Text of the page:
Nitrogen for Dry Beans
Dry beans are a legume capable of symbiotic nitrogen fixation. However, the relationship of the plant and Rhizobia bacteria in dry bean is relatively weak.
Nitrogen is a constituent of protein. Both the harvested bean and the crop residues left in the fields are high in protein. Rhizobial nitrogen fixation may not be adequate to provide the nitrogen needs of high yielding bean crops.
As an example, an 1,800-pound bean crop will leave from 1 to 2 tons of residue in the field. Calculations using 6.25 pounds of protein per pound of nitrogen, 22 percent protein content for the beans and 12 percent for the straw show the above ground portion of the plant will contain 120 pounds of nitrogen Rhizobial nitrogen fixation seldom exceeds 40 pounds per acre when the plant is stressed at any point during the vegetative growth period. Additional nitrogen for the crop must be obtained from organic matter released or added fertilizer.
Organic matter nitrogen released to the crop will average about 15 pounds/growing season month in North Dakota. Maximum nitrogen release will occur on deep, high organic matter level soils that receive timely growing season rainfall.
Current recommendations suggest that if soil test levels of NO3-N are 50 lb/acre or less, and yield goals are below 2,000 lb/acre, then relying on inoculation may be successful. If yield expectations are higher than 2,000 lb/acre or soil test levels are greater than 50 lb/acre, then inoculation is usually not recommended as the sole N source. High N levels suppress symbiosis, and adequate N from Rhizobium to support high yields in unlikely because the Rhizobium can slough off plant roots if the soil conditions are too wet, too dry or too hot. Therefore, fertilizer N is recommended at 0.05 X Yield Goal.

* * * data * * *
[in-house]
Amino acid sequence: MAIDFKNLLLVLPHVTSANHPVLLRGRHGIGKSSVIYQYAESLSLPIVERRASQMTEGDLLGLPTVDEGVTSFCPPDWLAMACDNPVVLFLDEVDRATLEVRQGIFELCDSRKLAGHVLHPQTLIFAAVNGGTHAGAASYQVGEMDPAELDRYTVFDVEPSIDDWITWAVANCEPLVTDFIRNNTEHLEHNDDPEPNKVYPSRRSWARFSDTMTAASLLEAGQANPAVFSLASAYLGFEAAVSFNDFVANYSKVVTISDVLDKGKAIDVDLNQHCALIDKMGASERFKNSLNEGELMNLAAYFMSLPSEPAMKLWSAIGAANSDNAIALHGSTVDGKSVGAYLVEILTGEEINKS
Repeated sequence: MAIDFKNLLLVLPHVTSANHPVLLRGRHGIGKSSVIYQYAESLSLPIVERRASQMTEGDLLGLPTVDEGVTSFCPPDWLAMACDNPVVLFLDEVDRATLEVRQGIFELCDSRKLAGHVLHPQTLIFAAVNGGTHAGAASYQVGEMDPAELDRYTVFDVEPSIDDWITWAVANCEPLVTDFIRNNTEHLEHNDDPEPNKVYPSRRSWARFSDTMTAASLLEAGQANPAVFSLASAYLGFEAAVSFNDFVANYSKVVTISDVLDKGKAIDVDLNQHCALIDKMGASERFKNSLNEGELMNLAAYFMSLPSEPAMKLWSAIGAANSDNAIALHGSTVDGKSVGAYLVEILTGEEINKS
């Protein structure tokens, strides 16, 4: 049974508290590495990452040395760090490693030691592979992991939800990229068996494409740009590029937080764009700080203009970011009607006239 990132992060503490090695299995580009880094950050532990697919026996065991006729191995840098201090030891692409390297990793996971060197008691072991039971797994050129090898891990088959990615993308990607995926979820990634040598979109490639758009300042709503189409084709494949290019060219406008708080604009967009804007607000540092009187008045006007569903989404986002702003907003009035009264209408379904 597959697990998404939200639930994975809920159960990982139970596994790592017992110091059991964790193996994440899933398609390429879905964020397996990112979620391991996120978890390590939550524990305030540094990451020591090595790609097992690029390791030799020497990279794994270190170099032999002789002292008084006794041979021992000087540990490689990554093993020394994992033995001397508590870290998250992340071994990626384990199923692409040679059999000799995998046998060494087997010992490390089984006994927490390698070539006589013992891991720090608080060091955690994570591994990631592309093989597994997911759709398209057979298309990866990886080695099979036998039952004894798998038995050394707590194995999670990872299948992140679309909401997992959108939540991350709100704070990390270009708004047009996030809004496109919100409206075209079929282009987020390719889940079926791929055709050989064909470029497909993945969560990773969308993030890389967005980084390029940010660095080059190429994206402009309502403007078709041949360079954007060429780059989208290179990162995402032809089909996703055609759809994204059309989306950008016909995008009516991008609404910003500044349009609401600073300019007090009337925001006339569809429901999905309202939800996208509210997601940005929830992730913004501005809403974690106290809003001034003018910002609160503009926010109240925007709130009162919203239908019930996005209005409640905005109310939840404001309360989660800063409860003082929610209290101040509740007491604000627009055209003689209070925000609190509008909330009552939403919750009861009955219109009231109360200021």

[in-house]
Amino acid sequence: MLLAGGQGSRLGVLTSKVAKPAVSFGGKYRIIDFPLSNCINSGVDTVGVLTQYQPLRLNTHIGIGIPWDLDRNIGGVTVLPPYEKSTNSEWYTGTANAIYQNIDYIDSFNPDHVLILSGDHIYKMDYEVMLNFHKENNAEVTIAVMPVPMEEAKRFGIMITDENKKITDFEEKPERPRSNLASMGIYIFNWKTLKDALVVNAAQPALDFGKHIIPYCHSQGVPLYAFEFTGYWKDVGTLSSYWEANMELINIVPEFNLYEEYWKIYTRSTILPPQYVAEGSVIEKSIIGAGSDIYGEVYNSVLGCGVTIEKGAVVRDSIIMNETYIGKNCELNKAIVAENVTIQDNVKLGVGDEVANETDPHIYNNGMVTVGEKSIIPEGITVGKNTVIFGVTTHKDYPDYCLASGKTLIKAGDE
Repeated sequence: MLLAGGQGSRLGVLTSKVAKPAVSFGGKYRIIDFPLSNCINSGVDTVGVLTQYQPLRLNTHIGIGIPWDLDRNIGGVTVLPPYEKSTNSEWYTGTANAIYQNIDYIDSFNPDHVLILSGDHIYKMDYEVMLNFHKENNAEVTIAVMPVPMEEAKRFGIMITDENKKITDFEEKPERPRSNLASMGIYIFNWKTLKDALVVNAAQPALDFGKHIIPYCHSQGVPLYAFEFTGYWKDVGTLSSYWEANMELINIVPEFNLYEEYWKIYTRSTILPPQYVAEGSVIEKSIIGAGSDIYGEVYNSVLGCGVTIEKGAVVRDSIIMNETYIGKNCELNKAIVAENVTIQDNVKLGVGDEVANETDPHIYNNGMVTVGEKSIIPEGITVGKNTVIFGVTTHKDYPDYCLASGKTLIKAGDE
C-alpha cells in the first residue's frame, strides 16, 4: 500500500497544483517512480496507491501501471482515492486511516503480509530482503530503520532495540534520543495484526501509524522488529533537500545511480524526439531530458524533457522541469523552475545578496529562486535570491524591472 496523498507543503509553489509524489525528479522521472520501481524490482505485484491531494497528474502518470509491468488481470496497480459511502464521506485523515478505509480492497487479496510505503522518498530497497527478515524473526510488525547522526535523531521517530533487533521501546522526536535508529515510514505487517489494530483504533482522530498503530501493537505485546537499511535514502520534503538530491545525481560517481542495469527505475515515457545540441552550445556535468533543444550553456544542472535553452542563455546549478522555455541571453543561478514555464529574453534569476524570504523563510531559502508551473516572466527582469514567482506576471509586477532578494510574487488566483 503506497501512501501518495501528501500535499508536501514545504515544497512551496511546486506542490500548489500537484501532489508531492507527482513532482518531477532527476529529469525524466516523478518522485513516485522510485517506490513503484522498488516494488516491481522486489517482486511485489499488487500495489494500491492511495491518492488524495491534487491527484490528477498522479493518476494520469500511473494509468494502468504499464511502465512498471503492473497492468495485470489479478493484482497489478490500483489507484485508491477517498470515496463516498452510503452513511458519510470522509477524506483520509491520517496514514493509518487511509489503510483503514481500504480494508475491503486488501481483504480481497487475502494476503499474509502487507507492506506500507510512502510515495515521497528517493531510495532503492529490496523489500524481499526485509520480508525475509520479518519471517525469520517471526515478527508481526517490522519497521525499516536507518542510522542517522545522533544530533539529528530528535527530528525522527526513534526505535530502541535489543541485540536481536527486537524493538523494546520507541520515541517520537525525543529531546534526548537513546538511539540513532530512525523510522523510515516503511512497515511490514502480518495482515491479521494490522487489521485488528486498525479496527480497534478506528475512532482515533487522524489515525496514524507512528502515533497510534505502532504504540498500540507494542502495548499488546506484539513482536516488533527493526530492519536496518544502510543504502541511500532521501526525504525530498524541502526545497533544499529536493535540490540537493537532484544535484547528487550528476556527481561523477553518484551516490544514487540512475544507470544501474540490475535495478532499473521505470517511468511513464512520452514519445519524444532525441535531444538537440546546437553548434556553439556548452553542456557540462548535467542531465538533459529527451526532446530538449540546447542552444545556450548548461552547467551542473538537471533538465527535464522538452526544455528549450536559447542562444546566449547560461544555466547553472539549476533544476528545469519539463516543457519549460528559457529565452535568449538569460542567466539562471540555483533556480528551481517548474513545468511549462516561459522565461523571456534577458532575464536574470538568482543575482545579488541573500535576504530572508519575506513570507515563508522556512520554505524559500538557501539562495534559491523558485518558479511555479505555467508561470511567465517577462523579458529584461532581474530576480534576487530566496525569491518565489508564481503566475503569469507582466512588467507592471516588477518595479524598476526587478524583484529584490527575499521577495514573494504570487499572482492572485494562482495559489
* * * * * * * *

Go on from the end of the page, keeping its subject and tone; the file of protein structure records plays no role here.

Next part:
Some dry bean producers are reluctant to apply N because of greater vegetative growth which increases the susceptibility to white mold. However, studies have shown that regardless of the source of N, if the weather will support white mold, then white mold is possible. It is then suggested that for high yields, varieties with growth characters more resistant to white mold are grown and applications of fungicides be applied to decrease the effect of white mold.